RC: I think it is fair to say the response was and remains mixed. One of the things I sought to highlight in the early chapters of the book is the range of libertarian thought—or market-libertarian thought—that emerged in the US in the 1960s. (Brian Doherty’s Radicals for Capitalism is a useful book—by a movement insider—in tracing this history.) I am not sure what would have constituted the libertarian establishment of that era but whatever it may have been, the exiters were on the fringes of it to some degree, but not perhaps as marginal as one might think. I try in the first chapter in particular to show just how much the idea of exit or escape permeated popular culture writ large in the 1960s and 1970s, as a result of fears regarding demographic, ecological, and/or monetary collapse. Exit projects of various kinds were not at all uncommon, even if rarely successful, and this makes sense as it was not a huge step to imagine a commune on the ocean, rather than in northern California; or a gated island in the Caribbean rather than in suburban Los Angeles. The difference of course was the desire to exit, rather than be an expatriate, and to set up a government run entirely through private contract.
Having said that, it is also quite clear than many libertarians had little patience for exit projects. Murray Rothbard—who himself raised libertarian hackles by allying himself at times with the New Left—was an outspoken critic of exit projects because he thought exiters would do better to put their money and time into changing things “at home” rather than making a new country. Nor was Ayn Rand a fan, despite her Galt’s Gulch (an Atlantis in the Rockies) serving as a model for many exiters, both in the past and today (interested readers should look up Galt’s Gulch Chile for an especially revealing and dreadful exit scheme that recently imploded.)
AAA: You write that many of these projects that purport to do something radical and new don’t challenge the nation-state system much at all. Why is that?
RC: I made a decision early on in researching this book to stick to projects that were explicitly territorial. So, for example, I do not address exit via the creation of internet or digital communities or some of the trans-humanist projects (conversion of human consciousness into computer code, for example). Those seem to me both fantastical and radical. The territorial projects do not. Perhaps by default—by being territorial—they are not but I think it is also by design. That is to say, the promoters of these projects themselves are always hedging their bets. For example, leaders in the seasteading movement ask why individuals should be restricted from exiting if they wish to do so. “People should be allowed to opt out of governments they didn’t choose. . . . Seastead pioneers don’t need you to vote for them. They only need you to not petition your politicians to stop them.” But I find this to be a strange plea. There are currently no laws prohibiting them from opting out, of exiting, of renouncing their citizenship. They have that choice. They have chosen not to make it. They might argue that such a choice is not a choice at all, given that it would leave them vulnerable and unprotected unless they had a state within which to opt in. Welcome to the reality for most of the world’s population which is subject to the unequal laws and coercive forces of both the state and the market and which lacks even the most minimal of the financial and political resources necessary for exit and entrance.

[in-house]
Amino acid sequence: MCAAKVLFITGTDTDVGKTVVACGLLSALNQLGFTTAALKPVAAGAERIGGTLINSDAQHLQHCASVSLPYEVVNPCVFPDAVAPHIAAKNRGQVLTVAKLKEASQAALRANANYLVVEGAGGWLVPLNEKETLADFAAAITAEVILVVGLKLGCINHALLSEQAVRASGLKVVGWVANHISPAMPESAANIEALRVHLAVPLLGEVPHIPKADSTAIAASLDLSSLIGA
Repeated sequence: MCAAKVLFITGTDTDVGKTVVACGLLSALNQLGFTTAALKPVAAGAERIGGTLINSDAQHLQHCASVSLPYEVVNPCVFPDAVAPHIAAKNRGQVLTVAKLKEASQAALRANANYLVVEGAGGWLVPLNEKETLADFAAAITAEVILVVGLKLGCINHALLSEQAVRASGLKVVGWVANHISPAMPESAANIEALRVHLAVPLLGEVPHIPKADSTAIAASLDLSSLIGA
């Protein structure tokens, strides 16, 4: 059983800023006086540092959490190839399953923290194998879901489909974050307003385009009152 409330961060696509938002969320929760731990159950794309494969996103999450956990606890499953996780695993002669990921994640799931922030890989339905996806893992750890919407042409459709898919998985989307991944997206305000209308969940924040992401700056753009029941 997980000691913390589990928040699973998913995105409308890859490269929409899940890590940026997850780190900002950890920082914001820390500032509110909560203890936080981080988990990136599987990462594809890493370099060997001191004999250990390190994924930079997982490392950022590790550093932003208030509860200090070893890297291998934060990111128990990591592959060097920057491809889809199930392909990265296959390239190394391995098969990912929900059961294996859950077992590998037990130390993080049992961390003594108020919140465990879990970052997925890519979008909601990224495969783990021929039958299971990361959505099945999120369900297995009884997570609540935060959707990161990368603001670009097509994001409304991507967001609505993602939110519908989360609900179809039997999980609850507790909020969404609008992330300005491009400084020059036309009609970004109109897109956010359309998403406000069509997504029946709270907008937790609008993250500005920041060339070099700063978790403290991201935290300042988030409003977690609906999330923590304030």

The fact is the promotional literature that extols free-market states, private cities, and crypto-utopias often reads less like innovation in governance and more like euphemistic cover for fairly rudimentary and age-old practices—land and water-grabbing and real-estate speculation—albeit wrapped in the language of disruption and decentralization. (The history of exit I explore in my book only affirms such a suspicion.) This is Glengarry Glen Ross for the tech era. Our own private meta-curse.
Exiters themselves are willing to admit that exit is less a rejection of the state than it is a form of arbitrage. I would go further and argue that exit is less an argument for “no state” than it is an argument for the further privatization of the state; it is less a rational experiment in governance than it is an indulgent theology of the self. The result of new forms of territorial exit will not be an opt-in borderless world of entrepreneurial abundance but a world of hardened borders, privileged excess, and collective scarcity; a world pockmarked, as novelist and political theorist China Miéville observes, with private territories “as ferociously exclusive as those of any other state, and more than most.” So what is at stake is not exit from the nation-state but an on-going reworking of the state at the hands of, and in favor of, the most privileged. In the end the projects are more J.W. Marriott than Thomas More. Less utopia than time-share sovereignty.